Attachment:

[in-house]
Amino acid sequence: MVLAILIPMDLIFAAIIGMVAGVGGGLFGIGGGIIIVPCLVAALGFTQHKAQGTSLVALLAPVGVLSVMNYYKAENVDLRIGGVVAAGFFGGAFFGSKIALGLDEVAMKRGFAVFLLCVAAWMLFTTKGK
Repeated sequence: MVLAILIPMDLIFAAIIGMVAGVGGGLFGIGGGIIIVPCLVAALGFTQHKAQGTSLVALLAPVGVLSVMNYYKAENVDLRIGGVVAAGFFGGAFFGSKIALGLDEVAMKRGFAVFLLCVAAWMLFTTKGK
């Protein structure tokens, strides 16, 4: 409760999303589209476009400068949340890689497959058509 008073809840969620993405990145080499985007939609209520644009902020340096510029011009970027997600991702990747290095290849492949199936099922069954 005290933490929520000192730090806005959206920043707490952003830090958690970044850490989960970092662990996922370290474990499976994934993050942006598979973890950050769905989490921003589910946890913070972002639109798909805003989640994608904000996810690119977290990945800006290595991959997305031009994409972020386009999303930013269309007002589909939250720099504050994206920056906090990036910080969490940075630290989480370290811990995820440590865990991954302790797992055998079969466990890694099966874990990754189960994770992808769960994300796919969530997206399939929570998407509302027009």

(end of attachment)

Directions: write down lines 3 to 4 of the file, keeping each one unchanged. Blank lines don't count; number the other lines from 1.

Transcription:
Repeated sequence: MVLAILIPMDLIFAAIIGMVAGVGGGLFGIGGGIIIVPCLVAALGFTQHKAQGTSLVALLAPVGVLSVMNYYKAENVDLRIGGVVAAGFFGGAFFGSKIALGLDEVAMKRGFAVFLLCVAAWMLFTTKGK
């Protein structure tokens, strides 16, 4: 409760999303589209476009400068949340890689497959058509 008073809840969620993405990145080499985007939609209520644009902020340096510029011009970027997600991702990747290095290849492949199936099922069954 005290933490929520000192730090806005959206920043707490952003830090958690970044850490989960970092662990996922370290474990499976994934993050942006598979973890950050769905989490921003589910946890913070972002639109798909805003989640994608904000996810690119977290990945800006290595991959997305031009994409972020386009999303930013269309007002589909939250720099504050994206920056906090990036910080969490940075630290989480370290811990995820440590865990991954302790797992055998079969466990890694099966874990990754189960994770992808769960994300796919969530997206399939929570998407509302027009």